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Once again thank you all for the replies. I dont get on the computer much these days that's why my responses are so spread out-sorry. I did not put all details out in the original post because-well it's embarassing. Some people though are very inquisitive and so I gave in. I did not put this out here to try and solve the case or get back my gun. I knew from the start it was gone. I can only blame myself for what happened. I was only worried that getting a gun taken by a LEO registered to me would strip away my rights. I was really stressing about it. I'm still not sure that it won't. I thought maybe someone else had a gun taken by LE in a similar situation. I was hoping to get a reply like "no man you got nothing to worry about", which I in fact did-thank you Sir. I have no criminal background to speak of. However every time I buy a weapon I get tense when they call the ATF. Like I am so excited to get my new piece and I feel like it's gonna come back as a big "NO". I can't help it, thinking about being in a Gun Shop or something waiting in line. People behind me. I've had this gun on layaway for a month, anticipating bringing it home. Then the FFL guy calls in the transfer....and all because of this ordeal I get denied. That's it, that is what I was worried about when I posted my story.
My apologies for any confusion relating to my story.

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Old 07-06-2010, 10:09 PM   #36
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Being a victim of theft cannot effect your ownership rights. I have had a gun stolen from my vehicle and I promptly reported it to the police. The gun was registered in my name because I bought it from an FFL, but I had no permit to carry it on me at the time. I have since bought several handguns with no consequence. You should not be concerned about that, but you are far more willing to accept your loss than I would be.

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Old 07-06-2010, 10:15 PM   #37
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They have gun registration in Florida? I thought otherwise.

Also, unless you are saying that this story is total bs made up by you, I would check with the wife's boyfriend as to where the gun is located. Supergus said "Dash-Cam". All police activities are recorded by cameras on the dash. They can't legally alter them, and they can't mess with the video. If all police in the area say there was no stop at that time, on that day and on that road, then there is a hole in your wife's story. The other possiblility is that it was a fake cop as someone else suggested...

Anyway, I call bs. You should push the issue and be honest with the police. They may have bigger problems on their hands just because of this story. No matter what, someone has your gun. Whether it be dirty cop, fake cop, drug dealer, etc. I would not let this go.

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Old 07-06-2010, 10:45 PM   #38
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I only know what i was told. when i bring it up she gets pissed, convinced she will go to jail. Before she got on probation she was in the county jail for a month. It was the first time she had been locked up. She is terrified to go back. You and I know this is bigger than her case. There is no convincing her otherwise. I suggested the whole lawyer thing, and tried to explain how this cop's actions are serious. She won't work with me on this at all. In the end I screwed up leaving the gun in an insecure enviroment, yeah it's my car but she had the keys. Sure she could have taken it out herself before she left the driveway, woulda coulda...it's my fault in the end. I know full well that all cops are not honest. If my wife were not involved believe me I would raise hell. It was a $600 pistol. My wife and I own a home, and have three kids. If I did push this issue and she got hurt over this, it would most likley be over between us. I know it sounds weak, but you dont know what i been through with her over this whole thing.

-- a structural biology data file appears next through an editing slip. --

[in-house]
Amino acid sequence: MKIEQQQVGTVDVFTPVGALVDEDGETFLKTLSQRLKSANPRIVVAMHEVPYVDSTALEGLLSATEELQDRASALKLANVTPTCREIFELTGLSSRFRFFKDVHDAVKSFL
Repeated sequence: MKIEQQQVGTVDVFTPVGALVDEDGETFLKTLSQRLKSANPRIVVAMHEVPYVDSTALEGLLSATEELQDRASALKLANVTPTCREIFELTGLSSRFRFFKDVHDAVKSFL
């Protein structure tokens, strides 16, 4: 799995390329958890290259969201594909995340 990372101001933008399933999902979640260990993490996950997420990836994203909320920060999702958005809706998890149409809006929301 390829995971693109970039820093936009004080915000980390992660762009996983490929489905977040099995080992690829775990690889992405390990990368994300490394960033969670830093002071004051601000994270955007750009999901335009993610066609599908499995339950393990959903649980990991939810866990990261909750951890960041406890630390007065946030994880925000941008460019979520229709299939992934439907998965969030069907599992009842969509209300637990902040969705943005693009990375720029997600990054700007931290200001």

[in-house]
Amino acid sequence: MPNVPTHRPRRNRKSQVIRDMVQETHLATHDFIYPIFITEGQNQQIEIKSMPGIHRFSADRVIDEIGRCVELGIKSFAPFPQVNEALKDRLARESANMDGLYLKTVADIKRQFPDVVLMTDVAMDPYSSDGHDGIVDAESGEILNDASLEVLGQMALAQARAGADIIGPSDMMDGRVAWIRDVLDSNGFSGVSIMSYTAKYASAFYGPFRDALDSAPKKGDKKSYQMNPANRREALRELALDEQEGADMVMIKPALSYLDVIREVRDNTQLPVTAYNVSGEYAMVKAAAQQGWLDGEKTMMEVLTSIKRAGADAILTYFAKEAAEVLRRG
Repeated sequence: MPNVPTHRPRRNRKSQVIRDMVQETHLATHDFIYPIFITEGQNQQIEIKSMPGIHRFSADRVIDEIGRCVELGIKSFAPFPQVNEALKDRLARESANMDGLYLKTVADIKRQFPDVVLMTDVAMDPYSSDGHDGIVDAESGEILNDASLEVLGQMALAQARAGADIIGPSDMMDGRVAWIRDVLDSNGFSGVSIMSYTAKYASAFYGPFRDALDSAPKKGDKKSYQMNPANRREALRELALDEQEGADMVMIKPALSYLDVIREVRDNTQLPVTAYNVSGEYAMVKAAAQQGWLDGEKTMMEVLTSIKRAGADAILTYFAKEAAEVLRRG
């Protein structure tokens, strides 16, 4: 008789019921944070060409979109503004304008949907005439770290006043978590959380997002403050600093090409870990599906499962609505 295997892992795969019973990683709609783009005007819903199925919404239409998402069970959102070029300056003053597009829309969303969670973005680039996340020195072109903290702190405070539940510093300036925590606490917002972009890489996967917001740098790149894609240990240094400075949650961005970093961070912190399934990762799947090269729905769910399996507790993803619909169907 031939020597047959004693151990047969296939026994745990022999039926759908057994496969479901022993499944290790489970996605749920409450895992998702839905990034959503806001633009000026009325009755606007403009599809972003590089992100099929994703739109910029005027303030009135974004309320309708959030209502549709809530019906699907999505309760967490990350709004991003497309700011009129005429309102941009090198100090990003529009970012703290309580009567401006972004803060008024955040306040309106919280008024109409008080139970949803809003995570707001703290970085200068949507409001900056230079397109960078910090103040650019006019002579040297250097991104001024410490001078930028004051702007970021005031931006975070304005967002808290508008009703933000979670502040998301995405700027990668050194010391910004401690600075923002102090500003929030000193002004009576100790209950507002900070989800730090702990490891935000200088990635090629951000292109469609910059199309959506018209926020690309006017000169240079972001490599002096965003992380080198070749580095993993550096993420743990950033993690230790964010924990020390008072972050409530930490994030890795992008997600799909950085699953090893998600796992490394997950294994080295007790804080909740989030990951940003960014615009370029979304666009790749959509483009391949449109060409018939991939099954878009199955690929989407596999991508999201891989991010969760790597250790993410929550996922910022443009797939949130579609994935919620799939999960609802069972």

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Old 07-07-2010, 02:28 AM   #39
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Jason, I understand how you and your wife feel. The thing that pops into my head every time I read this thread is this. If this was MY handgun that was stolen, regardless if it was a LEO or not, I could not help but think, what if MY gun was used in a crime and someone was killed. I would have difficulty dealing with this if I hadn't exhausted every avenue to get it back. Talk to a lawyer, many have free initial consultations, be completely honest, don't leave anything out. A lawyer is the ONLY person who can tell you your options. If the lawyer says drop it, then drop it, he/she will tell you if there could be any consequense to your wife. If everything told to you is true, then, in my opinion, it is your duty as a responsible gun owner to do what you have to do.

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Old 07-07-2010, 03:24 AM   #40
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Makes me wonder
I think all LEO's are trained to call in/log in the license plate of every car they pull over before they make contact with the driver. They have no idea who is behind the wheel of the car and this provides a link to contact.

If the pistol is registered to you it is by the serial number and know law enforcement can find out who a firearm is reistered to if they find one at a crime scene so expect they can also discover the serial number for your firearm.

You said you have the box for the pistol. I don't know of any manufactures that don't have a lable on the box that describes the firearm included the serial number.

I have never heard of a LEO taking a firearm with out providing paperwork.

A dirty cop seems like a good story but considering dash cams, GPS in patrol cars, report in for stops prior to contact makes this hard to swallow. Yes it could still happen and unless you have other concerns I would follow up in a big way.Your wife knows where she was pulled over and should be able to describe the uniform the officer was wearing.

If it were me I wouldn't hope for the best, I would find out what happened. The state police would be your best option. Expain the situation and tell them about your theft report. I doubt they will hold it against you. This could come back to bite you latter depending on where that pistol shows up.

All the same I expect there is more to this story than you know and it has little to do with a dirty cop IMHO.